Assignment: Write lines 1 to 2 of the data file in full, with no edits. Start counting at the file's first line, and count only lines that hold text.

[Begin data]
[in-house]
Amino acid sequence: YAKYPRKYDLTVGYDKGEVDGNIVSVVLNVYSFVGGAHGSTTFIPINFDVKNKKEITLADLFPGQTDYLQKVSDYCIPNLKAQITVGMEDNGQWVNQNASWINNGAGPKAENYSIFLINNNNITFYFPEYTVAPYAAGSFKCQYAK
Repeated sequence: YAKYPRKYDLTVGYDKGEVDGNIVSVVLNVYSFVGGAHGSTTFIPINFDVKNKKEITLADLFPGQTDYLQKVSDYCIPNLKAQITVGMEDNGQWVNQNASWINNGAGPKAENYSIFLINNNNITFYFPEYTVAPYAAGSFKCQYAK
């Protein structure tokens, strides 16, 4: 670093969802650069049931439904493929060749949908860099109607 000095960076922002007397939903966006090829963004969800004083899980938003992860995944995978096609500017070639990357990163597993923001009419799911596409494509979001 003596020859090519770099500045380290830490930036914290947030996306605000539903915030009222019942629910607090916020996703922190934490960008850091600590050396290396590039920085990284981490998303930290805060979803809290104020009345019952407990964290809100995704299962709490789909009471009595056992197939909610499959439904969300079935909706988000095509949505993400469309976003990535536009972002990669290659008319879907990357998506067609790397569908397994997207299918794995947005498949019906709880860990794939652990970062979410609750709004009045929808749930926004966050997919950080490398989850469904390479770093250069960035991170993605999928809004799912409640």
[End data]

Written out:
[in-house]
Amino acid sequence: YAKYPRKYDLTVGYDKGEVDGNIVSVVLNVYSFVGGAHGSTTFIPINFDVKNKKEITLADLFPGQTDYLQKVSDYCIPNLKAQITVGMEDNGQWVNQNASWINNGAGPKAENYSIFLINNNNITFYFPEYTVAPYAAGSFKCQYAK